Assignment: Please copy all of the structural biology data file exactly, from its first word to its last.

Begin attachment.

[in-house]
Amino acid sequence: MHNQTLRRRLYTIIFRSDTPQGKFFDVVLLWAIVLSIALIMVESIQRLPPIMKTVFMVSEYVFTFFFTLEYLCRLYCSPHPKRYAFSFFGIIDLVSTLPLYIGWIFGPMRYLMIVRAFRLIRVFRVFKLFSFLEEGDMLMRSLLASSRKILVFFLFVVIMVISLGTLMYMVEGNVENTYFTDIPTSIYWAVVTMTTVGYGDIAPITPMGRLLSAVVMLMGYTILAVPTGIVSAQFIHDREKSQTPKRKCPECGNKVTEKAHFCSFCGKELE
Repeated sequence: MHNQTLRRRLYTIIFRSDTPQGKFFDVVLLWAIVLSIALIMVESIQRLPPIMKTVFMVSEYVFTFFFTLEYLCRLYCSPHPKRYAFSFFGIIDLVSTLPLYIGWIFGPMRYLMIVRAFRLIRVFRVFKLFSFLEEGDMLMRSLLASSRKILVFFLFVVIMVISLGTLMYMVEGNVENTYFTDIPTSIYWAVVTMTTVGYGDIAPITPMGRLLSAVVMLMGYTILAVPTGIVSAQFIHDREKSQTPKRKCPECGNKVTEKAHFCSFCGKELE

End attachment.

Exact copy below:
[in-house]
Amino acid sequence: MHNQTLRRRLYTIIFRSDTPQGKFFDVVLLWAIVLSIALIMVESIQRLPPIMKTVFMVSEYVFTFFFTLEYLCRLYCSPHPKRYAFSFFGIIDLVSTLPLYIGWIFGPMRYLMIVRAFRLIRVFRVFKLFSFLEEGDMLMRSLLASSRKILVFFLFVVIMVISLGTLMYMVEGNVENTYFTDIPTSIYWAVVTMTTVGYGDIAPITPMGRLLSAVVMLMGYTILAVPTGIVSAQFIHDREKSQTPKRKCPECGNKVTEKAHFCSFCGKELE
Repeated sequence: MHNQTLRRRLYTIIFRSDTPQGKFFDVVLLWAIVLSIALIMVESIQRLPPIMKTVFMVSEYVFTFFFTLEYLCRLYCSPHPKRYAFSFFGIIDLVSTLPLYIGWIFGPMRYLMIVRAFRLIRVFRVFKLFSFLEEGDMLMRSLLASSRKILVFFLFVVIMVISLGTLMYMVEGNVENTYFTDIPTSIYWAVVTMTTVGYGDIAPITPMGRLLSAVVMLMGYTILAVPTGIVSAQFIHDREKSQTPKRKCPECGNKVTEKAHFCSFCGKELE